It's highly recommended that every time you learn a new verb, you learn it together with its possible reflexive pronouns (se, si), prepositions and cases.
The problem is, of course, that many verbs have more than one valence, for example "čekat +ACC" (await/expect someone) and "čekat na +ACC" (wait for someone), or "vážit +ACC" (weigh something) and "vážit si +GEN" (respect something/someone), and you might only be exposed to one of them when first encountering the verb.
Good question. It's a little more complicated:
The stressed positions can only be filled with the longer pronouns (mně, tebe, tobě, jeho, jemu...)
In the unstressed 2nd position, the short pronouns (mi, tě, ti, ho, mu) are preferred, but the longer ones are not incorrect. Using the longer pronoun in the unstressed position is almost equivalent to moving it to a stressed position, i.e.:
- Proč ti dala svoji sukni? -- Why did she give you her skirt?
- Proč tobě dala svoji sukni? -- Why did she give you her skirt? (amazement at you)
- Proč dala svoji sukni tobě? -- Why was it you (and not someone else) that she gave her skirt to?
That said, "mně/mi" is still special, because some speakers just use "mně" (dative) in all positions even if they don't mean to stress it. In writing, it's bad style. In speech, it's a minority of speakers and honestly, my ears don't like it. I think it happens more commonly in Moravia than in Bohemia. I would personally only write "Proč mi dala svoji sukni?" and if I spoke it with "mně" in that position, I would clearly emphasize "mně" with my voice.
I would just suggest we avoid making it look as if even the spoken unstressed "mně" were somehow undesirable. I get that it does not please your set of ears, but I heard it and said it myself much of my Czech life. One could try arguing that hearing it does not mean it is standard even in spoken language, but we have ÚJČ for that, and
Kratší tvar 3. pádu (mi) se užívá jen příklonně, delšího tvaru (mně) se však užívá jak v pozici po předložce a při důrazu, tak i v pozici příklonné.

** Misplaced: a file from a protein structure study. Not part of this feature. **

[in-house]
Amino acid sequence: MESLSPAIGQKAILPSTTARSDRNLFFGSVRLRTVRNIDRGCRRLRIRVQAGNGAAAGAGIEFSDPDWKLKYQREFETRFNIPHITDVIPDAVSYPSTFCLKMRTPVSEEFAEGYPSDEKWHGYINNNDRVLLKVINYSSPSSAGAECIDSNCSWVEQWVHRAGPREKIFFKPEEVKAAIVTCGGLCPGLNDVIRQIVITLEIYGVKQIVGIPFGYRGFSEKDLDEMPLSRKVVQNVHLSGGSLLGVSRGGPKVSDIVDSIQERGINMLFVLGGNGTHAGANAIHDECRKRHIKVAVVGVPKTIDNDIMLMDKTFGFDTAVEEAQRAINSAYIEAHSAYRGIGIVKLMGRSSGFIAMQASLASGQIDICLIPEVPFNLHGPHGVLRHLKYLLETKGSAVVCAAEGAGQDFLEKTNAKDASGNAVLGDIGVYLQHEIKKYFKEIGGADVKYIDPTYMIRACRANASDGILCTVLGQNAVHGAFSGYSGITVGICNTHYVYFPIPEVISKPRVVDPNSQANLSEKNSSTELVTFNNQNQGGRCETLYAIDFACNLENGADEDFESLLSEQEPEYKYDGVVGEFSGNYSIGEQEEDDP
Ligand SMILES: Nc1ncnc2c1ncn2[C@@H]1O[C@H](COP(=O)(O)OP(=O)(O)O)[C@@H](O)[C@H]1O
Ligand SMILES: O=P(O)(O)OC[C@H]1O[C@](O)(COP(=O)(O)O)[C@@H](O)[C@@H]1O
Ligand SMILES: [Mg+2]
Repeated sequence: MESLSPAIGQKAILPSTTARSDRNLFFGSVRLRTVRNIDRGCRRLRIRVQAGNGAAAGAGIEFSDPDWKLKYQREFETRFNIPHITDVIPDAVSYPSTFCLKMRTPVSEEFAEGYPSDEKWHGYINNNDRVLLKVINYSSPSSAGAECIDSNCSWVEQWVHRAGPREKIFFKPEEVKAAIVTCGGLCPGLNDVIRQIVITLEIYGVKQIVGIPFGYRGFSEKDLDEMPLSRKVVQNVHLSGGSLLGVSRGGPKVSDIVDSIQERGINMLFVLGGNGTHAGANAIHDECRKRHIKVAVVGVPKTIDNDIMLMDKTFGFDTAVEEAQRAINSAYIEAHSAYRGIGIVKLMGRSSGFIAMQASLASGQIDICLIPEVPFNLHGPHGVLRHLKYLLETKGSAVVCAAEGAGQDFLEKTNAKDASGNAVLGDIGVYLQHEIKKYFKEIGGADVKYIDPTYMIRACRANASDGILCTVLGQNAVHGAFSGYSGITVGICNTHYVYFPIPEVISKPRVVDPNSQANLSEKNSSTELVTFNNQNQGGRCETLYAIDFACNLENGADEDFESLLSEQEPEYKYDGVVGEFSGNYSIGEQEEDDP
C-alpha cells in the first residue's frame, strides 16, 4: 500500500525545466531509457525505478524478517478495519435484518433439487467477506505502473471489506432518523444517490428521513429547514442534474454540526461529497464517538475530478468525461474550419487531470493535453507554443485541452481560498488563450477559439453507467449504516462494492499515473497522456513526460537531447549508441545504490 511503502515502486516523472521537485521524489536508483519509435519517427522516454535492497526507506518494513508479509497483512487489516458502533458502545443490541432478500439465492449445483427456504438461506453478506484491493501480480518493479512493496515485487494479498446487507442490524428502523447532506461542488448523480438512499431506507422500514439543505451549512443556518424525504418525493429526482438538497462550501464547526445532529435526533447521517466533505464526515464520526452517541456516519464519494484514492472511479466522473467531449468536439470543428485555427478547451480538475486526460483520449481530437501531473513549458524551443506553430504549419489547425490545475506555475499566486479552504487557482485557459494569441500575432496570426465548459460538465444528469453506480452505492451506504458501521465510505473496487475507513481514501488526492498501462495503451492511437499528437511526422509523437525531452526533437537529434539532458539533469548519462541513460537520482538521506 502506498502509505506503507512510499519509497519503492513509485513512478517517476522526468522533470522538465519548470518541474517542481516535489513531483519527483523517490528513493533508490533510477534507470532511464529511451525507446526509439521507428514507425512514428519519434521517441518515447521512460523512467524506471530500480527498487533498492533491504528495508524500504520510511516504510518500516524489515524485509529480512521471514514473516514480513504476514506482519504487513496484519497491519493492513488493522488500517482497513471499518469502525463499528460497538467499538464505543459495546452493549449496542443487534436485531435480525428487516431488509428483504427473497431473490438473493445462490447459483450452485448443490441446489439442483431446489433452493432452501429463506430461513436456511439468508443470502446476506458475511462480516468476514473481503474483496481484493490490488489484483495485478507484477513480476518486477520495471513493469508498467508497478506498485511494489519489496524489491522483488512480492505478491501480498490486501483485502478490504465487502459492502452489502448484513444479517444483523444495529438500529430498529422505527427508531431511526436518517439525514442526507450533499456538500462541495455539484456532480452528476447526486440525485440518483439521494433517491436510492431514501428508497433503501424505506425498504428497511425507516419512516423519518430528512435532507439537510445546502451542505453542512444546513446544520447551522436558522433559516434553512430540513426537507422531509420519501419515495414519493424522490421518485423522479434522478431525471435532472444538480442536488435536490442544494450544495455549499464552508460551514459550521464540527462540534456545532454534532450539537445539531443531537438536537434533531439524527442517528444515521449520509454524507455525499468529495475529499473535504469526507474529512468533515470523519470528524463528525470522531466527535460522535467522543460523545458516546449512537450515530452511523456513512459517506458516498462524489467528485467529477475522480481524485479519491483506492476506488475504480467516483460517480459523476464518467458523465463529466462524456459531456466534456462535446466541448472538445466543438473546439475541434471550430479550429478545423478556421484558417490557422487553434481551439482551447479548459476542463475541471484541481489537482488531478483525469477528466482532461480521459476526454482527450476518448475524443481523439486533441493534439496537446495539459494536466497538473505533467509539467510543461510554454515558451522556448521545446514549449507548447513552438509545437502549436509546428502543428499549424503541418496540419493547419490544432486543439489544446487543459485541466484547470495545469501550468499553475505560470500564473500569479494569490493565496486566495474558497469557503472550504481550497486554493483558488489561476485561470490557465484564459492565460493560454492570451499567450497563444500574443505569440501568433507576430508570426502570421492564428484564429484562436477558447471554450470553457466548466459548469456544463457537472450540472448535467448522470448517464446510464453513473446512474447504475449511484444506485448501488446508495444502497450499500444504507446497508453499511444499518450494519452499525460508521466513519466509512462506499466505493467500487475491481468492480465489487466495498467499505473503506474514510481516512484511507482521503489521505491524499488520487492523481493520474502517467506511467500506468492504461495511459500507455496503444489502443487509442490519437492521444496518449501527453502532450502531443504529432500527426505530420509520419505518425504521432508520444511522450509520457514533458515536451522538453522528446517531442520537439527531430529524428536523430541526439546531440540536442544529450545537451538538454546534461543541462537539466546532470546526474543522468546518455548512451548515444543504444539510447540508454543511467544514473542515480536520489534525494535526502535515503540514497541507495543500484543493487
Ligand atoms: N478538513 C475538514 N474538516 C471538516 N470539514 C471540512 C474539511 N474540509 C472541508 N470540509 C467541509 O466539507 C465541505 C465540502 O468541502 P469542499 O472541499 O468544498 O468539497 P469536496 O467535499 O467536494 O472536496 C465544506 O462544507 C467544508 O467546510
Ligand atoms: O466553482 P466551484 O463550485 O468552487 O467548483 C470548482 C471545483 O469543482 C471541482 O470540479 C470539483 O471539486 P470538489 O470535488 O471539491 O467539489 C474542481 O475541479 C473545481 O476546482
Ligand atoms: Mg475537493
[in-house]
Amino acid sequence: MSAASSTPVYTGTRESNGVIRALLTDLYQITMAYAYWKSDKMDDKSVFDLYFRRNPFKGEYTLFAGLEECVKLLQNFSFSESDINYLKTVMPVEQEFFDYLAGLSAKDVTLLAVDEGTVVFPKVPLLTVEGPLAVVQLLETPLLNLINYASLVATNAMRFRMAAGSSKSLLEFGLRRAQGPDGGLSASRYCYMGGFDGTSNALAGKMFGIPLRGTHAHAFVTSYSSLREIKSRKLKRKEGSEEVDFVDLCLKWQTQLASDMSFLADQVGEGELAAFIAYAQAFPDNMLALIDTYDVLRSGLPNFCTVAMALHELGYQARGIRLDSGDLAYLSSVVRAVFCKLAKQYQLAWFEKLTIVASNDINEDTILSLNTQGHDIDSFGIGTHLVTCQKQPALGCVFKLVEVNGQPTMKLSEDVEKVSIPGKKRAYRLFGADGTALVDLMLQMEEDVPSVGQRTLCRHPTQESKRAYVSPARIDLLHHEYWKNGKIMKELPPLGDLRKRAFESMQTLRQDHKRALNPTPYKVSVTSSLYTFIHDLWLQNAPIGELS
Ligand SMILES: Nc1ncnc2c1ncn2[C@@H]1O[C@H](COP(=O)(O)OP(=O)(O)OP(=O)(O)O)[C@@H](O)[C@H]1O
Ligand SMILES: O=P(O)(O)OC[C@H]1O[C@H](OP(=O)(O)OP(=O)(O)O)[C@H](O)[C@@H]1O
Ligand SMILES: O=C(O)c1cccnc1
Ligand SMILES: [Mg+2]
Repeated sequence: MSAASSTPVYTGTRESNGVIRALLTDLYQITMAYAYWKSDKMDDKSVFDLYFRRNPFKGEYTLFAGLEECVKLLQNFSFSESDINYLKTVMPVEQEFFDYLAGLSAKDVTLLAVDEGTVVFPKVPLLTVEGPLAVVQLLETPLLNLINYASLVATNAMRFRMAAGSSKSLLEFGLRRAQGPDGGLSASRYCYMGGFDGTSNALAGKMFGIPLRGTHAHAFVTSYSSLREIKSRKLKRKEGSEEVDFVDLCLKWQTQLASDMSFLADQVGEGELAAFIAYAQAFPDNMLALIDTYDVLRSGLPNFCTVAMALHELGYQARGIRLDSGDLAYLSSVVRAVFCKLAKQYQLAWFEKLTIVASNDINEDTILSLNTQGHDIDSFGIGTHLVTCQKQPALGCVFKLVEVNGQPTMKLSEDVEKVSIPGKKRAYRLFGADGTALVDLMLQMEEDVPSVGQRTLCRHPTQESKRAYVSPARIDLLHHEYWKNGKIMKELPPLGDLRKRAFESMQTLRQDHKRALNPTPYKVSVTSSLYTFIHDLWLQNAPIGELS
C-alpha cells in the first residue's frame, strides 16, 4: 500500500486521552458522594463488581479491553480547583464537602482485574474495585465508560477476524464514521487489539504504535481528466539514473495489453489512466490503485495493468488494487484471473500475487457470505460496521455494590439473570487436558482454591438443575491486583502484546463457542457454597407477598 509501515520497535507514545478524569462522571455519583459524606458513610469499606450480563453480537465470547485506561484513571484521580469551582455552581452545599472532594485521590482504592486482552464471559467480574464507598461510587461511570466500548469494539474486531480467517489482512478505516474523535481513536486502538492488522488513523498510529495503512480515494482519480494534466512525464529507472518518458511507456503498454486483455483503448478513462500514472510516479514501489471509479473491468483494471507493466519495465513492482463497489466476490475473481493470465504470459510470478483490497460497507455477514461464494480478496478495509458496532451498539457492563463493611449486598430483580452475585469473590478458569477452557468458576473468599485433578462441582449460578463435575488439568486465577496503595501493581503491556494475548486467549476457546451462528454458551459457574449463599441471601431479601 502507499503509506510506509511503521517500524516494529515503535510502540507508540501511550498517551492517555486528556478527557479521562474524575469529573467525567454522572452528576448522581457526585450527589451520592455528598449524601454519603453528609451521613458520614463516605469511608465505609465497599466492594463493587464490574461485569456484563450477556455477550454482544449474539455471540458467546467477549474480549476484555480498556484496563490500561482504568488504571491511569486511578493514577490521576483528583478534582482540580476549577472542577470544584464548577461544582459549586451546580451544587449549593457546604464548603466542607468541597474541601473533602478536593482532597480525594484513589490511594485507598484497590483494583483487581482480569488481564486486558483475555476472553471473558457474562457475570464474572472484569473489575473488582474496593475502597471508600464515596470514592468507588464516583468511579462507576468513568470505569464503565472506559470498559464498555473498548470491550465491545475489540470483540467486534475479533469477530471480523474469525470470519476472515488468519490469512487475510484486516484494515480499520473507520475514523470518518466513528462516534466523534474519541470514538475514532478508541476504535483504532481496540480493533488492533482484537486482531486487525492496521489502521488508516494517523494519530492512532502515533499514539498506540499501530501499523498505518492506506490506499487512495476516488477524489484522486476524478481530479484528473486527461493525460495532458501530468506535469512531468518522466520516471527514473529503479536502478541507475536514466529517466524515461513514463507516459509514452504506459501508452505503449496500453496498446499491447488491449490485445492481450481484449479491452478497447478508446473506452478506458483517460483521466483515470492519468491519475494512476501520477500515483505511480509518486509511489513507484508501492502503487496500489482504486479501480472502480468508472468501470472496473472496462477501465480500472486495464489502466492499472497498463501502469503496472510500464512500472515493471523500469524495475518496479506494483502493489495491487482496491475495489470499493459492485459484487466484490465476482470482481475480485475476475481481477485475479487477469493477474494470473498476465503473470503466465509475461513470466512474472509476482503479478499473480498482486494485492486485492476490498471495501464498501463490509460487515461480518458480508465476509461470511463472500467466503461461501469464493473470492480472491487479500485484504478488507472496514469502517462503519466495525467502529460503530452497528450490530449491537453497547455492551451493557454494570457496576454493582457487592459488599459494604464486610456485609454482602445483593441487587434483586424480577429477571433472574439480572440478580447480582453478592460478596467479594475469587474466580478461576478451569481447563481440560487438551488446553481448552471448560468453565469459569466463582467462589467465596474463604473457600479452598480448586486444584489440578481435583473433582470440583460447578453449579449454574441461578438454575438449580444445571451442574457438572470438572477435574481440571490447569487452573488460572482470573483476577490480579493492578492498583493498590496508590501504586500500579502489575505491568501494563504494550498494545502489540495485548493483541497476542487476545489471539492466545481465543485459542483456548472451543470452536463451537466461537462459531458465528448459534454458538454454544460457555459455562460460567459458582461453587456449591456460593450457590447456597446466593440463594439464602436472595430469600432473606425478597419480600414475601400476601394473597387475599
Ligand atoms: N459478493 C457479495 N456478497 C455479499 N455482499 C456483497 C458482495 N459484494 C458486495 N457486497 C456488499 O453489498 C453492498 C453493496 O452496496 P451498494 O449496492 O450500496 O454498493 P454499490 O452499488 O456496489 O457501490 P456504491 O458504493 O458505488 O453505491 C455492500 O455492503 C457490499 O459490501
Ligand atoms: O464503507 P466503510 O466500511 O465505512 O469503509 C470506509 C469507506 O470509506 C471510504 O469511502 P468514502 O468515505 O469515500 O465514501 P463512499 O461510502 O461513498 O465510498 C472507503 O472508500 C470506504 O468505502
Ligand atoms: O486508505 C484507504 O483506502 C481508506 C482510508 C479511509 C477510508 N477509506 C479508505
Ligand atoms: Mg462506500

even fails to discourage the form in writing and formal speech. (No, I am not arguing for its use in those settings.)
Our users are likely to hear the unstressed "mně" in the wild if they get there, so the practical approach would be to expose them to it, lest they mistakenly consider each unstressed dative "mně" the accusative "mě".
How the exposure to the various clitic and stressed pronoun forms should be staged is a worthy subject for elsewhere.
Yes right, it's my personal pet-peeve, let's say. It has always puzzled me why some people use "mně" in place of "mi" to the point of wondering (when I was young) whether they actually use the wrong case ("mě"). And I mostly heard it when I visited the Moravian side of my family where it was used alongside a wide range of other dialectal words+grammar (Moravian Slovakia, so quite a thick dialect, especially a few decades ago). Then I was even more puzzled when I occasionally heard it even in Bohemia.
And even though ÚJČ allows it, it's really not that common. For instance, googling "dej mi" gives 888K results. Googling "dej mně" gives 12K results where a lot of them are grammar discussions or texts concerning a dialect or dated texts ("Dej mně, Bože...")
But yes, it's not wrong. Using it is a matter of personal taste (and dialect). I'm not saying it shouldn't be in the course.